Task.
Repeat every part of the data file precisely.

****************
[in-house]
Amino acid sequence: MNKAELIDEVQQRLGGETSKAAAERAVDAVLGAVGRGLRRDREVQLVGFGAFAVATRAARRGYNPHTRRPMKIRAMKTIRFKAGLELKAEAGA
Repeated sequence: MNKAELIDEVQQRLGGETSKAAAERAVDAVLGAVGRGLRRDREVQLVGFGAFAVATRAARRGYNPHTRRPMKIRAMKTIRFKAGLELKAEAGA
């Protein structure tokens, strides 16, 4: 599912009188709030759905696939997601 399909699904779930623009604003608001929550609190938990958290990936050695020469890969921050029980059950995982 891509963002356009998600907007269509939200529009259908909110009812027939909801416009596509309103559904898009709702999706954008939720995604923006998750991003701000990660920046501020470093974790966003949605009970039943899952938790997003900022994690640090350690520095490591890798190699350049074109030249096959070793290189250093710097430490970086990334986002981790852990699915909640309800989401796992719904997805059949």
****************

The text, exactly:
[in-house]
Amino acid sequence: MNKAELIDEVQQRLGGETSKAAAERAVDAVLGAVGRGLRRDREVQLVGFGAFAVATRAARRGYNPHTRRPMKIRAMKTIRFKAGLELKAEAGA
Repeated sequence: MNKAELIDEVQQRLGGETSKAAAERAVDAVLGAVGRGLRRDREVQLVGFGAFAVATRAARRGYNPHTRRPMKIRAMKTIRFKAGLELKAEAGA
């Protein structure tokens, strides 16, 4: 599912009188709030759905696939997601 399909699904779930623009604003608001929550609190938990958290990936050695020469890969921050029980059950995982 891509963002356009998600907007269509939200529009259908909110009812027939909801416009596509309103559904898009709702999706954008939720995604923006998750991003701000990660920046501020470093974790966003949605009970039943899952938790997003900022994690640090350690520095490591890798190699350049074109030249096959070793290189250093710097430490970086990334986002981790852990699915909640309800989401796992719904997805059949």